To Rome With Love

Woody Allen glamorized London ("Match Point" and "You Will Meet a Tall Dark Stranger"), Paris ("Midnight in Paris"), and Barcelona ("Vicky Cristina Barcelona"), so why not Rome? He mixes together a disparate group of people, stirs lightly, and out comes:
  • Penélope Cruz ("Volver") as Anna, a hard-working high-end hooker with a heart of gold.
  • Jesse Eisenberg ("The Social Network") is Jack, an architectural student trying in vain to stay focused on blueprints.
  • Ellen Page ("Juno") as Monica, a faithless friend with plenty of shenanigans to distort a guy's focus.
  • Alec Baldwin ("It's Complicated") as John, an observer and sometimes unwelcome commentator. We are never sure when he is real....
  • Roberto Benigni ("Life is Beautiful") is an ordinary office worker who unexpectedly becomes a Kardashian for 15 minutes of fame. Of course he is swamped by gorgeous women, all of whom are desperate to bed him. Yuck!
  • Allison Pill ("Milk") as Hayley who miraculously meets the love of her life on her very first day in Rome.
  • Flavio Parenti ("I Am Love") as Michelangelo, trying to protect his naïve father from that capitalistic American, who might become his future father-in-law!
  • Fabio Armiliato (TV roles) as Giancarlo, who sings amazingly well in the shower. He threatens to be the next flavor of the month.... In a collection of absurd stories, his is the most absurd.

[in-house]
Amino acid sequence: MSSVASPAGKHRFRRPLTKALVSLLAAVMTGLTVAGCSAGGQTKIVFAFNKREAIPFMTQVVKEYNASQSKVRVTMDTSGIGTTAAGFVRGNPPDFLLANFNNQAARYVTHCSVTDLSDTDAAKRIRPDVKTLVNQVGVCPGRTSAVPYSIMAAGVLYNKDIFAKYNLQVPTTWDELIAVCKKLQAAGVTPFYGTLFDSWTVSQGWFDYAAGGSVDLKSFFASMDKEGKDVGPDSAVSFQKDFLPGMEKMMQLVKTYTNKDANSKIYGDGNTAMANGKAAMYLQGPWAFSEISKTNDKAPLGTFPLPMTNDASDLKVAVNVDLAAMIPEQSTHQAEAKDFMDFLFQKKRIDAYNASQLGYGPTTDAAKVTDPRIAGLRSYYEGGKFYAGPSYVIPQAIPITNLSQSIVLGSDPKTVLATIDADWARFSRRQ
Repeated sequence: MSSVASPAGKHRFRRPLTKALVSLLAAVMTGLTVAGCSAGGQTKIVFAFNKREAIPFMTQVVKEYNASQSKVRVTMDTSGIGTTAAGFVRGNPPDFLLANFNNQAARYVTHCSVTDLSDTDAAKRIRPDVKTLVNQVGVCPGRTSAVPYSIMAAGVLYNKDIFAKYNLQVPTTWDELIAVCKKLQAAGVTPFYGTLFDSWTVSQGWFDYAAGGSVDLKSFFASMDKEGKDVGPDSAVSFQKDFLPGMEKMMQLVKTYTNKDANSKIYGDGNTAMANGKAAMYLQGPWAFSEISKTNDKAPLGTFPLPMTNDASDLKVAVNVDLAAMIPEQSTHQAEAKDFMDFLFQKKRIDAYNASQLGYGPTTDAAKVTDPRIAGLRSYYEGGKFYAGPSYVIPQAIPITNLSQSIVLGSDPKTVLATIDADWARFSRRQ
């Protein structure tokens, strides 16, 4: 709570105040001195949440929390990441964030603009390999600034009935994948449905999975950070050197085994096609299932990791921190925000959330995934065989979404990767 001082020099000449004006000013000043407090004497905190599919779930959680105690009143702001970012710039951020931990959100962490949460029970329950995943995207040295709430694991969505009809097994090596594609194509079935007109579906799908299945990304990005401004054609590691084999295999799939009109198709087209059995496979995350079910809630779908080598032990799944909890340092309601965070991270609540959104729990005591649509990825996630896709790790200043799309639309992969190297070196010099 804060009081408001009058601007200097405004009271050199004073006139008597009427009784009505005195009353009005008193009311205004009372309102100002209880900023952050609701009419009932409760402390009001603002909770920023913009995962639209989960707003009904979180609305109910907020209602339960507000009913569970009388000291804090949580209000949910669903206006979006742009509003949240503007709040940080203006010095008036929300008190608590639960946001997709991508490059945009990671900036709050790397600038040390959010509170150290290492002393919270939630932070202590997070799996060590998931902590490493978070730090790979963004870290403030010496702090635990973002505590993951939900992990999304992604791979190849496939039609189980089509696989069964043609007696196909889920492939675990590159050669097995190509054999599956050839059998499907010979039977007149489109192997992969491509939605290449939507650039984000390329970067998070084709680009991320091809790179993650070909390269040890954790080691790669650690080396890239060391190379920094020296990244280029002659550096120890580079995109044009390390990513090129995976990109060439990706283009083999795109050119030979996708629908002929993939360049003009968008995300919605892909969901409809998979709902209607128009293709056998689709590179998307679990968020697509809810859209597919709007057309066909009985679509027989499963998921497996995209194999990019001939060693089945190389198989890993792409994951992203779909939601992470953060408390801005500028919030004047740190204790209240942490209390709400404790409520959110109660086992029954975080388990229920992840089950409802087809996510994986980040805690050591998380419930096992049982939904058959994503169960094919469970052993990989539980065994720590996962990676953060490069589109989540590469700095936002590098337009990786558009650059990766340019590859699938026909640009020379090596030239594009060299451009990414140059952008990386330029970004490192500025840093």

• Judy Davis ("Eye of the Storm") as Phyllis, an acerbic wife who describes her avant-garde husband with a resigned sigh, "He's just ahead of his time."
  • Woody Allen ("Scoop") as Jerry, the angsty father who travels to Rome with his wife to meet their daughter's future in-laws. Allen has a couple of really funny lines, but this movie lasted 102 minutes.
There far too many other characters to name, people who come and go, leaving very little impression except a faint hope that maybe THIS one might be the story we can relate to. No such luck....

This scatter-shot script bounced around and left us feeling more than a little confused. How many days were involved? We saw one fellow turn off his alarm at least four mornings in a row, but that bride wasn't lost overnight, was she? How can an architectural student afford an extended vacation in the Mediterranean? How do some of these people support themselves? Who pays for all this? Who can see Alec Baldwin's charac- ter? Does he become invisible?

In the past, I have generally viewed Woody Allen's amusing films as mildly entertaining intellectual masturbation. This one I would call an old man's wet dream, but that would be rude, so I'll just say he's out of step with today's sexual morés and expectations. While it's clear that he views infidelity as therapeutic, and I DO appreciate his observations about pseudo intellectuals, Reality TV and fame, it occurred to me as we exited the theater that I didn't like any of the people we had watched ...although I DID appreciate the soundtrack. To me this was blandly diverting, but scattered, inconclusive, and left me vaguely dissatisfied. ...Yawn...
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Here is a link to a trailer:
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